Income is a dumb way to try to quantify poverty. As was alluded to in another thread, are retired NFL players 'unemployed' or in 'poverty' just because they're not working?
            Fair point, understood. But, I'd bet that a vast majority of people are pushed into something at least approximating "poverty" when they lose their employment since a vast majority of people need regular income to pay their bills. In other words, most people live paycheck to paycheck, or close to it.

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            • #7
              Hopefully, another state will legalize gay marriage.

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              • #8
                Originally posted by Pony Boy View Post
                Thank you Walmart for employing 1% of the US population.

                But not for long, I did notice that Walmart in investing in automated check-out systems so it can radically reduce its need for cashiers. Yes, we really need to eliminate these poverty level jobs and get the poor souls off food stamps and on unemployment and welfare where they belong.
                You do realize that a chunk of walmart's workforce is put on public assistance due to walmarts benefits policies, right?

                Not to mention the subsidies that walmart receives FOR business. I don't know if the ROI is worth shopping at walmart.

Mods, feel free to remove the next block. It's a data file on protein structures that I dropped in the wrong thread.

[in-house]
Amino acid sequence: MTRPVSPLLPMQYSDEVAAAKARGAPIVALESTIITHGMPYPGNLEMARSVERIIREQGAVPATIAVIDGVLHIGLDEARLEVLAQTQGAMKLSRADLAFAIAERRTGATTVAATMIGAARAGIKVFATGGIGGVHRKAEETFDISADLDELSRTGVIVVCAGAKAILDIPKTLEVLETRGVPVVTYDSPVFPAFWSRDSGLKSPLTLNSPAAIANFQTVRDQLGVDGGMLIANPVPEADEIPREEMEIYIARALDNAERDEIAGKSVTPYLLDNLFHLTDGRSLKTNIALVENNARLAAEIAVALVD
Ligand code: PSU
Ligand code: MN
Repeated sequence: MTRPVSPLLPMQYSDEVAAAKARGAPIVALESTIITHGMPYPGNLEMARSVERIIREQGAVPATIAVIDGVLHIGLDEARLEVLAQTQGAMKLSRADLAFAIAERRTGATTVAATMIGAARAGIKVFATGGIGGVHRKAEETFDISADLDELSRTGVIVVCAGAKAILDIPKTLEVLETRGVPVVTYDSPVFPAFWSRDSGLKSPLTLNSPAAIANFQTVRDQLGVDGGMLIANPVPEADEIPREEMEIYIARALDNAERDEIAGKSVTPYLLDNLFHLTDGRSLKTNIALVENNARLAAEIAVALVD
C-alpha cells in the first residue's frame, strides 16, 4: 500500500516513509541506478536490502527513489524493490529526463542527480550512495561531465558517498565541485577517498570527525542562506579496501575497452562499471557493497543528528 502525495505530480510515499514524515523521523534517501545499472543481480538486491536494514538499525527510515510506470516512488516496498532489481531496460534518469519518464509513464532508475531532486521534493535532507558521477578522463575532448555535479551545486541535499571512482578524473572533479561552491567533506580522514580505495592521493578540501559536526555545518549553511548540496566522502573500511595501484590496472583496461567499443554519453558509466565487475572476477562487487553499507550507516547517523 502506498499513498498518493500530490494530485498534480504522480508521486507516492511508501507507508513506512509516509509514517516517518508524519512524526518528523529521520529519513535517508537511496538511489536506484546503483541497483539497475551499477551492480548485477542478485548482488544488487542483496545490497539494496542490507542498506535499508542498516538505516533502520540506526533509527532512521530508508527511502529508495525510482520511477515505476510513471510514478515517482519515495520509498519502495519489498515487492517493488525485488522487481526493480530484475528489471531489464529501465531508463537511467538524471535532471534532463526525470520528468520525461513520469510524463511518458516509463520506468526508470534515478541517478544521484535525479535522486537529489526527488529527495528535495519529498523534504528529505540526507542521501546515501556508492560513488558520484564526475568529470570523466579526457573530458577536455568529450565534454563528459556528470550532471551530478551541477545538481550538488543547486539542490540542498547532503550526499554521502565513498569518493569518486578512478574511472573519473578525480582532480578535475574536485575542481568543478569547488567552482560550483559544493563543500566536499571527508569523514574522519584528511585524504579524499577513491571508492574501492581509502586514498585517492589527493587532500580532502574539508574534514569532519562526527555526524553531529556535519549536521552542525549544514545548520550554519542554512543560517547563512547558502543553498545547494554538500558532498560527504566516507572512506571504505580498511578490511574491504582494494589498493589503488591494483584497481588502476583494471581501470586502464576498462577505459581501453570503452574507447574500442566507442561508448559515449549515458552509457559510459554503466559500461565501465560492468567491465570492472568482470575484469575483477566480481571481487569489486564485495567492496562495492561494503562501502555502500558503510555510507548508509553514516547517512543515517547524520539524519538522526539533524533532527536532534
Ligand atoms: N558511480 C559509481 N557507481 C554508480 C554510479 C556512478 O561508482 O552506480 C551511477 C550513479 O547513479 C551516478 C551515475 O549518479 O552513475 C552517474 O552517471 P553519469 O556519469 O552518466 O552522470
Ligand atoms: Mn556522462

Last edited by alkemical; 11-06-2013, 02:29 PM.

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                • #9
                  Forbes Richest Top Ten in America
                  Rank Name Net Worth Age Residence Source
                  1 Bill Gates
                  $72 B 58 Medina, Washington Microsoft
                  2 Warren Buffett
                  $58.5 B 83 Omaha, Nebraska Berkshire Hathaway
                  3 Larry Ellison
                  $41 B 69 Woodside, California Oracle
                  4 Charles Koch
                  $36 B 78 Wichita, Kansas diversified
                  4 David Koch
                  $36 B 73 New York, New York diversified
                  6 Christy Walton & family
                  $35.4 B 58 Jackson, Wyoming Wal-Mart
                  7 Jim Walton
                  $33.8 B 65 Bentonville, Arkansas Wal-Mart
                  8 Alice Walton
                  $33.5 B 64 Fort Worth, Texas Wal-Mart
                  9 S. Robson Walton
                  $33.3 B 69 Bentonville, Arkansas Wal-Mart
                  10 Michael Bloomberg
                  $31 B 71 New York, New York Bloomberg LP

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                  • #10
                    Originally posted by alkemical View Post
                    You do realize that a chunk of walmart's workforce is put on public assistance due to walmarts benefits policies, right?

                    Not to mention the subsidies that walmart receives FOR business. I don't know if the ROI is worth shopping at walmart.
                    How about vending machines? Are they worth the ROI?

                    The quest for artificially high wages is ultimately counterproductive.

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                    • #11
                      Originally posted by BroncoBeavis View Post
                      How about vending machines? Are they worth the ROI?